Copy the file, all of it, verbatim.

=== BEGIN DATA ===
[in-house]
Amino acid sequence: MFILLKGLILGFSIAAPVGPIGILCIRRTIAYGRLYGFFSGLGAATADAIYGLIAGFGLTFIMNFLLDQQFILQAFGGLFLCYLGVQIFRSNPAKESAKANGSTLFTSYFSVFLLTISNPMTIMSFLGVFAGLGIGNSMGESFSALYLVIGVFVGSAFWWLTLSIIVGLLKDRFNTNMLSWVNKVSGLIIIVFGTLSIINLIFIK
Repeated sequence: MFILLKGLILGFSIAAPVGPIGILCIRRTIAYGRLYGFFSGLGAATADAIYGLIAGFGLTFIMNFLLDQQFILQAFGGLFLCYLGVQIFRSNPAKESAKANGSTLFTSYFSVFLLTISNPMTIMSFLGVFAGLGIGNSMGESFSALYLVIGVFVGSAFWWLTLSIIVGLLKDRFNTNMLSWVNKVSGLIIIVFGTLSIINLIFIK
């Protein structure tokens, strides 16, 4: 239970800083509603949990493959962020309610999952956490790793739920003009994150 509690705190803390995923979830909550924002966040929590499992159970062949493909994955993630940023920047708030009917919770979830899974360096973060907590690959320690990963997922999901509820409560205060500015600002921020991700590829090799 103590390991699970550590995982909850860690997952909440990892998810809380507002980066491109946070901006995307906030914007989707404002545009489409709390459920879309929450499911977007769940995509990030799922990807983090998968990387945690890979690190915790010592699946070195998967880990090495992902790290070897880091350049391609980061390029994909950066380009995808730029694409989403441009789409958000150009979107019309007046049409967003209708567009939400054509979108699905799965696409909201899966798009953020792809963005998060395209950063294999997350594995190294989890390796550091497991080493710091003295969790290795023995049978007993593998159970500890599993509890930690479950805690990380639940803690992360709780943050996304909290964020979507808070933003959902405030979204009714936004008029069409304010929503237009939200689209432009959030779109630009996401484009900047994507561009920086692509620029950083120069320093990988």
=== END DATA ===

[in-house]
Amino acid sequence: MFILLKGLILGFSIAAPVGPIGILCIRRTIAYGRLYGFFSGLGAATADAIYGLIAGFGLTFIMNFLLDQQFILQAFGGLFLCYLGVQIFRSNPAKESAKANGSTLFTSYFSVFLLTISNPMTIMSFLGVFAGLGIGNSMGESFSALYLVIGVFVGSAFWWLTLSIIVGLLKDRFNTNMLSWVNKVSGLIIIVFGTLSIINLIFIK
Repeated sequence: MFILLKGLILGFSIAAPVGPIGILCIRRTIAYGRLYGFFSGLGAATADAIYGLIAGFGLTFIMNFLLDQQFILQAFGGLFLCYLGVQIFRSNPAKESAKANGSTLFTSYFSVFLLTISNPMTIMSFLGVFAGLGIGNSMGESFSALYLVIGVFVGSAFWWLTLSIIVGLLKDRFNTNMLSWVNKVSGLIIIVFGTLSIINLIFIK
């Protein structure tokens, strides 16, 4: 239970800083509603949990493959962020309610999952956490790793739920003009994150 509690705190803390995923979830909550924002966040929590499992159970062949493909994955993630940023920047708030009917919770979830899974360096973060907590690959320690990963997922999901509820409560205060500015600002921020991700590829090799 103590390991699970550590995982909850860690997952909440990892998810809380507002980066491109946070901006995307906030914007989707404002545009489409709390459920879309929450499911977007769940995509990030799922990807983090998968990387945690890979690190915790010592699946070195998967880990090495992902790290070897880091350049391609980061390029994909950066380009995808730029694409989403441009789409958000150009979107019309007046049409967003209708567009939400054509979108699905799965696409909201899966798009953020792809963005998060395209950063294999997350594995190294989890390796550091497991080493710091003295969790290795023995049978007993593998159970500890599993509890930690479950805690990380639940803690992360709780943050996304909290964020979507808070933003959902405030979204009714936004008029069409304010929503237009939200689209432009959030779109630009996401484009900047994507561009920086692509620029950083120069320093990988």